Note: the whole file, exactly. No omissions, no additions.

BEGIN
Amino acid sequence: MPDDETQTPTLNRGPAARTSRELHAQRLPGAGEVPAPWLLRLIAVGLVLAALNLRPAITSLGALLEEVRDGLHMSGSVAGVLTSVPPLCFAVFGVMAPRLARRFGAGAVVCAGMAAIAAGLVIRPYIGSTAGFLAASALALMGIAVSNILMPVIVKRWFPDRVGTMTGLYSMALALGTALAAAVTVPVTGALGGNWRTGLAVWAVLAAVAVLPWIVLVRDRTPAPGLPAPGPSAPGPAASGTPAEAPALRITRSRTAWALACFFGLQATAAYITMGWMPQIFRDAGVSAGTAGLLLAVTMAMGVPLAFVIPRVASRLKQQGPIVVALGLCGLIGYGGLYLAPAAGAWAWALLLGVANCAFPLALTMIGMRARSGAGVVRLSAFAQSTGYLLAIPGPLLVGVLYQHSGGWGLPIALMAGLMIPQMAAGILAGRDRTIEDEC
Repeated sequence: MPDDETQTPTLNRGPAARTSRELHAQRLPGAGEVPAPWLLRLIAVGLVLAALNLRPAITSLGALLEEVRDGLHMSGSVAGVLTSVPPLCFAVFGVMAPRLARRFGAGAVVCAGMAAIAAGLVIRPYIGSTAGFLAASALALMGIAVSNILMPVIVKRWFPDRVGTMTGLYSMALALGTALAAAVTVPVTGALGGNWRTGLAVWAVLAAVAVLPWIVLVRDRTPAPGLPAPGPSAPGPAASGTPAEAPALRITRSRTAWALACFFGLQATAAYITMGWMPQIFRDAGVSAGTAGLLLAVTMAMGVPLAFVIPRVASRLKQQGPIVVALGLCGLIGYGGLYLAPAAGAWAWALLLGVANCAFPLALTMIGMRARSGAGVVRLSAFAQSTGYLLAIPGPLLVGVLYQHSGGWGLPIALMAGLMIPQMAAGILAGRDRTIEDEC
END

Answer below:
Amino acid sequence: MPDDETQTPTLNRGPAARTSRELHAQRLPGAGEVPAPWLLRLIAVGLVLAALNLRPAITSLGALLEEVRDGLHMSGSVAGVLTSVPPLCFAVFGVMAPRLARRFGAGAVVCAGMAAIAAGLVIRPYIGSTAGFLAASALALMGIAVSNILMPVIVKRWFPDRVGTMTGLYSMALALGTALAAAVTVPVTGALGGNWRTGLAVWAVLAAVAVLPWIVLVRDRTPAPGLPAPGPSAPGPAASGTPAEAPALRITRSRTAWALACFFGLQATAAYITMGWMPQIFRDAGVSAGTAGLLLAVTMAMGVPLAFVIPRVASRLKQQGPIVVALGLCGLIGYGGLYLAPAAGAWAWALLLGVANCAFPLALTMIGMRARSGAGVVRLSAFAQSTGYLLAIPGPLLVGVLYQHSGGWGLPIALMAGLMIPQMAAGILAGRDRTIEDEC
Repeated sequence: MPDDETQTPTLNRGPAARTSRELHAQRLPGAGEVPAPWLLRLIAVGLVLAALNLRPAITSLGALLEEVRDGLHMSGSVAGVLTSVPPLCFAVFGVMAPRLARRFGAGAVVCAGMAAIAAGLVIRPYIGSTAGFLAASALALMGIAVSNILMPVIVKRWFPDRVGTMTGLYSMALALGTALAAAVTVPVTGALGGNWRTGLAVWAVLAAVAVLPWIVLVRDRTPAPGLPAPGPSAPGPAASGTPAEAPALRITRSRTAWALACFFGLQATAAYITMGWMPQIFRDAGVSAGTAGLLLAVTMAMGVPLAFVIPRVASRLKQQGPIVVALGLCGLIGYGGLYLAPAAGAWAWALLLGVANCAFPLALTMIGMRARSGAGVVRLSAFAQSTGYLLAIPGPLLVGVLYQHSGGWGLPIALMAGLMIPQMAAGILAGRDRTIEDEC